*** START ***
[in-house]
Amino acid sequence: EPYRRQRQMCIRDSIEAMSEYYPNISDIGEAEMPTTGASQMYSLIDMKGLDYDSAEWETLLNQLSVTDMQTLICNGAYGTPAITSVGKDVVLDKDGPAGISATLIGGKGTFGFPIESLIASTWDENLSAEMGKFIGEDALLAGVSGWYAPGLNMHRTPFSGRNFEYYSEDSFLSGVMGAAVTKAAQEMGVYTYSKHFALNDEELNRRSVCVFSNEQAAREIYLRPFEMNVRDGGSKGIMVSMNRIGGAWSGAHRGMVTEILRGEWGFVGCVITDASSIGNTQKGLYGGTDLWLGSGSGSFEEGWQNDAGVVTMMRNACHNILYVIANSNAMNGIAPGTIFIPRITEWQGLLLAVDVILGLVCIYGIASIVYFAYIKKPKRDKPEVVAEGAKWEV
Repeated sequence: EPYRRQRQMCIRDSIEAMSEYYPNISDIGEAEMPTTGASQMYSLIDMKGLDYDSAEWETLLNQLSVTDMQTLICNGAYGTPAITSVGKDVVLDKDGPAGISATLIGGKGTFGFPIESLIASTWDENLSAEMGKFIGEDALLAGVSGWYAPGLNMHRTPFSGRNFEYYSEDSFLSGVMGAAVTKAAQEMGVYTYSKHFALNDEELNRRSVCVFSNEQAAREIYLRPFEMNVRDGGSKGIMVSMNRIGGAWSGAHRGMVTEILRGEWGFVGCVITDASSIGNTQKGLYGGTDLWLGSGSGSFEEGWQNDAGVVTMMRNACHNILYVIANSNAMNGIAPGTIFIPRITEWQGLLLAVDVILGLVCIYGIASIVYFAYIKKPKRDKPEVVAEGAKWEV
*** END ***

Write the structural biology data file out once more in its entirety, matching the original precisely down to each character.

[in-house]
Amino acid sequence: EPYRRQRQMCIRDSIEAMSEYYPNISDIGEAEMPTTGASQMYSLIDMKGLDYDSAEWETLLNQLSVTDMQTLICNGAYGTPAITSVGKDVVLDKDGPAGISATLIGGKGTFGFPIESLIASTWDENLSAEMGKFIGEDALLAGVSGWYAPGLNMHRTPFSGRNFEYYSEDSFLSGVMGAAVTKAAQEMGVYTYSKHFALNDEELNRRSVCVFSNEQAAREIYLRPFEMNVRDGGSKGIMVSMNRIGGAWSGAHRGMVTEILRGEWGFVGCVITDASSIGNTQKGLYGGTDLWLGSGSGSFEEGWQNDAGVVTMMRNACHNILYVIANSNAMNGIAPGTIFIPRITEWQGLLLAVDVILGLVCIYGIASIVYFAYIKKPKRDKPEVVAEGAKWEV
Repeated sequence: EPYRRQRQMCIRDSIEAMSEYYPNISDIGEAEMPTTGASQMYSLIDMKGLDYDSAEWETLLNQLSVTDMQTLICNGAYGTPAITSVGKDVVLDKDGPAGISATLIGGKGTFGFPIESLIASTWDENLSAEMGKFIGEDALLAGVSGWYAPGLNMHRTPFSGRNFEYYSEDSFLSGVMGAAVTKAAQEMGVYTYSKHFALNDEELNRRSVCVFSNEQAAREIYLRPFEMNVRDGGSKGIMVSMNRIGGAWSGAHRGMVTEILRGEWGFVGCVITDASSIGNTQKGLYGGTDLWLGSGSGSFEEGWQNDAGVVTMMRNACHNILYVIANSNAMNGIAPGTIFIPRITEWQGLLLAVDVILGLVCIYGIASIVYFAYIKKPKRDKPEVVAEGAKWEV